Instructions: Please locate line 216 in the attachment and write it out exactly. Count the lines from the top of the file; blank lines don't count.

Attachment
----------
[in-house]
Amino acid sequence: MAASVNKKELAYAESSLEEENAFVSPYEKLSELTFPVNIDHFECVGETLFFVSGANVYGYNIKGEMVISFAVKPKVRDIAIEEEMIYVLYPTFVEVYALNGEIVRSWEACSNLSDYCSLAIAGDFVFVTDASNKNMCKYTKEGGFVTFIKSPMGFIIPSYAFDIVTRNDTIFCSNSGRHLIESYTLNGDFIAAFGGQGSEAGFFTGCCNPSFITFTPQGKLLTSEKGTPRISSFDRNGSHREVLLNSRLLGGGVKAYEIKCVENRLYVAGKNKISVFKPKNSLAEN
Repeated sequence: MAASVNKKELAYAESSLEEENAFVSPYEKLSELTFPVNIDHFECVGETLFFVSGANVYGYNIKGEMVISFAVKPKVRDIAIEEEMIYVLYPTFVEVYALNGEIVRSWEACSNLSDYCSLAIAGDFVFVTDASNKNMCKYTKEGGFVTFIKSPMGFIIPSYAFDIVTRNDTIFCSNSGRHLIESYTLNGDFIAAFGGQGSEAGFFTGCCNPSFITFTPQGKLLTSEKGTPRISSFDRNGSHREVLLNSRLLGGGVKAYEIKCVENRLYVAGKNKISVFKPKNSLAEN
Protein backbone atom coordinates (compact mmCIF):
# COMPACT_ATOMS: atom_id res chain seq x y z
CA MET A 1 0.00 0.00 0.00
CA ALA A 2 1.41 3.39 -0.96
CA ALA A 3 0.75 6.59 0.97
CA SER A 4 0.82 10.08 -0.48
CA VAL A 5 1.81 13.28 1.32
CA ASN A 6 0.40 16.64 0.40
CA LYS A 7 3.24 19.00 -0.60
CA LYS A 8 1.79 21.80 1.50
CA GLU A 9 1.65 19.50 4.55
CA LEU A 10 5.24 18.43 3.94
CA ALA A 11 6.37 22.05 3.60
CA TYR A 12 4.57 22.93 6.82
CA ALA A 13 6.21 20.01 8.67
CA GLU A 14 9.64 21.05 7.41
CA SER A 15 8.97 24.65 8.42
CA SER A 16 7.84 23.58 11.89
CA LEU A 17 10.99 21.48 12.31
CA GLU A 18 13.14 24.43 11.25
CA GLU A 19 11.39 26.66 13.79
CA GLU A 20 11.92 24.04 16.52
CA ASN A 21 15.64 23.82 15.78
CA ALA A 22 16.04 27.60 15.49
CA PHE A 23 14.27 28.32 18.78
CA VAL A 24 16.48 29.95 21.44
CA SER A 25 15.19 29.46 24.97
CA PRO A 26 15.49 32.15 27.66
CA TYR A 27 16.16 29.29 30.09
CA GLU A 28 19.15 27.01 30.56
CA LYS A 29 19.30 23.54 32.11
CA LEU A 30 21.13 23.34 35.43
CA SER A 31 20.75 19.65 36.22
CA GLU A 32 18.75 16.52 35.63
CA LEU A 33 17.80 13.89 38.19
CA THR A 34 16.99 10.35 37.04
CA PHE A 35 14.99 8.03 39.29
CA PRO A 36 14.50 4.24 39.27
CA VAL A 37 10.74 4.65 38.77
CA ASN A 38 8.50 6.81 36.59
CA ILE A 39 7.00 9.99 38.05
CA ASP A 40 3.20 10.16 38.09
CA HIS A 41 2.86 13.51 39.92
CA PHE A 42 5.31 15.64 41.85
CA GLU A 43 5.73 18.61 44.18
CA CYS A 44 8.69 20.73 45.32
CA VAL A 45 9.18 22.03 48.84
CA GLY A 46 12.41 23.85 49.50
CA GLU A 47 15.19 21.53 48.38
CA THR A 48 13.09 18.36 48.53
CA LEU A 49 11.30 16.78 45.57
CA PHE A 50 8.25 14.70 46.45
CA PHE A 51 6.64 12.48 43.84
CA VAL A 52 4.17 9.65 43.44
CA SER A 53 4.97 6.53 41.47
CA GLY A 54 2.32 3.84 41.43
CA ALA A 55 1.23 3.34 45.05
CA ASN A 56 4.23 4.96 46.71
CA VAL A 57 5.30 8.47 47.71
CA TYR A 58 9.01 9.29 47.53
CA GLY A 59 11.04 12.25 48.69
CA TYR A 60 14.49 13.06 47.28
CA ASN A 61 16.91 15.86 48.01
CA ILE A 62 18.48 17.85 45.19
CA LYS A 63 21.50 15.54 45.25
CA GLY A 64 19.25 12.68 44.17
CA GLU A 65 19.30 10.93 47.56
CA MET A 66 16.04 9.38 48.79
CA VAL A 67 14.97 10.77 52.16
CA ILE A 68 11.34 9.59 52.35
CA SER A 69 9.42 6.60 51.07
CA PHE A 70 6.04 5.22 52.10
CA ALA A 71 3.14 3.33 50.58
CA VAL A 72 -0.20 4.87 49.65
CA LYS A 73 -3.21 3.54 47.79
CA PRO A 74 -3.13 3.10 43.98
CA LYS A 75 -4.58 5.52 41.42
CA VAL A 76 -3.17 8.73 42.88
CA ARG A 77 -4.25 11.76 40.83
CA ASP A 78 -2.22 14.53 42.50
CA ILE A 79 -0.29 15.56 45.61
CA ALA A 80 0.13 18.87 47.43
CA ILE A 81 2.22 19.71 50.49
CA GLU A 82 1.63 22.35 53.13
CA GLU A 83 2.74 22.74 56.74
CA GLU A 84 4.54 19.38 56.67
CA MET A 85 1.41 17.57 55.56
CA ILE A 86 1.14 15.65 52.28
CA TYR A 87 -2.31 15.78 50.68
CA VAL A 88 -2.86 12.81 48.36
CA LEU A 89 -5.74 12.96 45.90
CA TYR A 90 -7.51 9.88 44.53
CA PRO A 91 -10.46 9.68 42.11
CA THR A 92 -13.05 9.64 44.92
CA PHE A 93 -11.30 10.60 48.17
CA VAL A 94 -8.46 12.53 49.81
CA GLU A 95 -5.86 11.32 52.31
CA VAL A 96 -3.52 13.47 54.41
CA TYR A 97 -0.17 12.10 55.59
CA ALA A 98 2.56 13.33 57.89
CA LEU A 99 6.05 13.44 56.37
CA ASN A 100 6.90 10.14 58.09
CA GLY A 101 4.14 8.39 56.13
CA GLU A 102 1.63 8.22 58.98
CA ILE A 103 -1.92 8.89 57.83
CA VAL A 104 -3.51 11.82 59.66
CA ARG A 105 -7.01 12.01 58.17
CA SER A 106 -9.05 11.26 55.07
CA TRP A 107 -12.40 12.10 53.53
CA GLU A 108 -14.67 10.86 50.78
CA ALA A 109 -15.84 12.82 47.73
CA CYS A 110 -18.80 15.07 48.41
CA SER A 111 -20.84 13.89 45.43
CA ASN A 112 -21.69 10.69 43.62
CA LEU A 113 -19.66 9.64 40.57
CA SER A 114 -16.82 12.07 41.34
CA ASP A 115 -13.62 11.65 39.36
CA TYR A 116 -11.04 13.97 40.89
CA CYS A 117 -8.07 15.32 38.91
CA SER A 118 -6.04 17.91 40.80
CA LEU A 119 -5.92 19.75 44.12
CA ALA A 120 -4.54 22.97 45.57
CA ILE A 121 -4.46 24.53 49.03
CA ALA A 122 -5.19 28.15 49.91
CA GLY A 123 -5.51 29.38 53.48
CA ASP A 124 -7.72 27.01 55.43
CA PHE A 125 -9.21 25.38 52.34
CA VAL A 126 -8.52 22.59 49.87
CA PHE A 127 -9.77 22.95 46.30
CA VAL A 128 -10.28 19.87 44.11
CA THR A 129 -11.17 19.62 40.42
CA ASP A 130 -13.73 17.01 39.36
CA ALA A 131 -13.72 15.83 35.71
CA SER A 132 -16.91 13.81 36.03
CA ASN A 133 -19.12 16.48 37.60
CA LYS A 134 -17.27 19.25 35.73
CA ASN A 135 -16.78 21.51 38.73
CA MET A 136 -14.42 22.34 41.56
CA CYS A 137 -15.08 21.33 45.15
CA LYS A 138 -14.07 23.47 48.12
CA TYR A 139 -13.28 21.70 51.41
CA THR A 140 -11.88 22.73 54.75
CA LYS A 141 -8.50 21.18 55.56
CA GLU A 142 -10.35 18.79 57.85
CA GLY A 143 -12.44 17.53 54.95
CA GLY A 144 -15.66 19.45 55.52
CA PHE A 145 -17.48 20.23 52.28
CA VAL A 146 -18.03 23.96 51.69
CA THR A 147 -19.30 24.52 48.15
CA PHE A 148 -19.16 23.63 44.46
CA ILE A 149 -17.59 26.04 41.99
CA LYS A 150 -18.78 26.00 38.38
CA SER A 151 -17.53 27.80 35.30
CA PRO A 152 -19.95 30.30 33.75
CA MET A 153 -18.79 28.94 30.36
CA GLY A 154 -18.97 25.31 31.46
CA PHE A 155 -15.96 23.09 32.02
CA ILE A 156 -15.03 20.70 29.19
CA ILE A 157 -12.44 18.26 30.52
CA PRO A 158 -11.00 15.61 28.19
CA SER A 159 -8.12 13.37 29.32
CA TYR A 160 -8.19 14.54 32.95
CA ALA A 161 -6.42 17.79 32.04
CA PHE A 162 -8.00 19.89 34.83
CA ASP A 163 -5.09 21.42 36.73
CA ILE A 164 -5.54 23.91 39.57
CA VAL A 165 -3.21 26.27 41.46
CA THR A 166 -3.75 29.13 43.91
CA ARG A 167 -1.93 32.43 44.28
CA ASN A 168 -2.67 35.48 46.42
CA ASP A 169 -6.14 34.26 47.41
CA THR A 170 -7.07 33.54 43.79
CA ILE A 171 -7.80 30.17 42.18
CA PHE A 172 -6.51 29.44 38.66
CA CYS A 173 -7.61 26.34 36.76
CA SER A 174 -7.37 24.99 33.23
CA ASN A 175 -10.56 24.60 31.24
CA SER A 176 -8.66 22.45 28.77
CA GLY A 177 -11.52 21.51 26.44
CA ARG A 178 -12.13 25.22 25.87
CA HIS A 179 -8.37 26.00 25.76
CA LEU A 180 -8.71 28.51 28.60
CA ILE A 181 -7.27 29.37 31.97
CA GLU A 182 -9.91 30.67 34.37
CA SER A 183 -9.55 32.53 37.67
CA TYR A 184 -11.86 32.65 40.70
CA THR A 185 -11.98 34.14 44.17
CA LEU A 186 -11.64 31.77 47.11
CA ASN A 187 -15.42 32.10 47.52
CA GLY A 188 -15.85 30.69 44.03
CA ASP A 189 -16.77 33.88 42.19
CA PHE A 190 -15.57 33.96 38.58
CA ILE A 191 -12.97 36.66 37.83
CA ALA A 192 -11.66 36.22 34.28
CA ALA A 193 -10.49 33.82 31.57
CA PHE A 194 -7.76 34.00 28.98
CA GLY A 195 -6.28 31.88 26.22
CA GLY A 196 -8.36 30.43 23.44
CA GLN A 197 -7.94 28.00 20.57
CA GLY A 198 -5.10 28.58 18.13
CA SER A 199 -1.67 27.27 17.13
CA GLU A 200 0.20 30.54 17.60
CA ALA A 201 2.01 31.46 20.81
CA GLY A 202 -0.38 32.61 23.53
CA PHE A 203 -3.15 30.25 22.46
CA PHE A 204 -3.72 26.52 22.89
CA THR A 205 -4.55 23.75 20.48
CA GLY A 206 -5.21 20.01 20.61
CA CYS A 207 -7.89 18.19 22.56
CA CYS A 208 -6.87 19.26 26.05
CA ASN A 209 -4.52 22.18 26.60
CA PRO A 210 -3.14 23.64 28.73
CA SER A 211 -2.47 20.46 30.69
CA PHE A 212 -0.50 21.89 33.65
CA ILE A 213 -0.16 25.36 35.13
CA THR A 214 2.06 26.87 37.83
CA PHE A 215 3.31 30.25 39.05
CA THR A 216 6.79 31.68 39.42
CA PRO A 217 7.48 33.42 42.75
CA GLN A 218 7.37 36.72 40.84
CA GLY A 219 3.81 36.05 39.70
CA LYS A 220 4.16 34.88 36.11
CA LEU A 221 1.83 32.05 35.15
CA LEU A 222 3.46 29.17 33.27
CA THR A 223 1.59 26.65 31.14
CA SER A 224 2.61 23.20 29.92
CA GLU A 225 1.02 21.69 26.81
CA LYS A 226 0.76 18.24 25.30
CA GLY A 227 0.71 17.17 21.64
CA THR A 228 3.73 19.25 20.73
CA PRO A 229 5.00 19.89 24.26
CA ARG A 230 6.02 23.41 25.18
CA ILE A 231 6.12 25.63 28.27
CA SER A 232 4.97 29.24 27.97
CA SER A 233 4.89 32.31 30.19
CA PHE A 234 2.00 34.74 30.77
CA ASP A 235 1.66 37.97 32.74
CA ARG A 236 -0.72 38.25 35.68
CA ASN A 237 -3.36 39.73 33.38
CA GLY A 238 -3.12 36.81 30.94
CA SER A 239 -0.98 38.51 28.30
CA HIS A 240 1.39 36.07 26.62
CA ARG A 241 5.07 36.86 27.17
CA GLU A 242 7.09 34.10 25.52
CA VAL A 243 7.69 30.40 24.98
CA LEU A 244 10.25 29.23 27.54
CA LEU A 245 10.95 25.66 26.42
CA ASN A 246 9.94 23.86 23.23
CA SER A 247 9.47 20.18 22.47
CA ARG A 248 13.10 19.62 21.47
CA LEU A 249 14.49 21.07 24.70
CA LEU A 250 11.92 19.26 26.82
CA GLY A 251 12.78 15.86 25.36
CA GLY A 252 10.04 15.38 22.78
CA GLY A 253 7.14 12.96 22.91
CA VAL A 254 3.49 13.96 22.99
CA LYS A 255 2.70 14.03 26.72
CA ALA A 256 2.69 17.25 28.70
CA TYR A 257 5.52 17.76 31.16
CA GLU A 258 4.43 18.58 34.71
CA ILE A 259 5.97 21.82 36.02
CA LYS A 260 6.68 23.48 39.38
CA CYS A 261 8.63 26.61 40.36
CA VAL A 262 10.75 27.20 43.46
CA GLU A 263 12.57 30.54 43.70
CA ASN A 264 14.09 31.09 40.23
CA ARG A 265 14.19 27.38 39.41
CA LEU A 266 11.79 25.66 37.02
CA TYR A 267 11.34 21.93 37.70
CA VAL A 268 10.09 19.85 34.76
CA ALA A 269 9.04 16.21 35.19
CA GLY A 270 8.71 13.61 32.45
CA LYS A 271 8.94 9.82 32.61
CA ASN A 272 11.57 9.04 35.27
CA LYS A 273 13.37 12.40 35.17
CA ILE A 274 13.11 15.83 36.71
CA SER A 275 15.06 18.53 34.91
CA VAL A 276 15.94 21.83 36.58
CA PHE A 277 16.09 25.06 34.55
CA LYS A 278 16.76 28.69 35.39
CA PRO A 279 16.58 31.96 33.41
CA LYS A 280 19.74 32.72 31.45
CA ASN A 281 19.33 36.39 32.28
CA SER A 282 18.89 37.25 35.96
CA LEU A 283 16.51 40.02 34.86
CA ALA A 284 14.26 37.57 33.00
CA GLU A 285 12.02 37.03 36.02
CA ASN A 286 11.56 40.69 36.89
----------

CA SER A 211 -2.47 20.46 30.69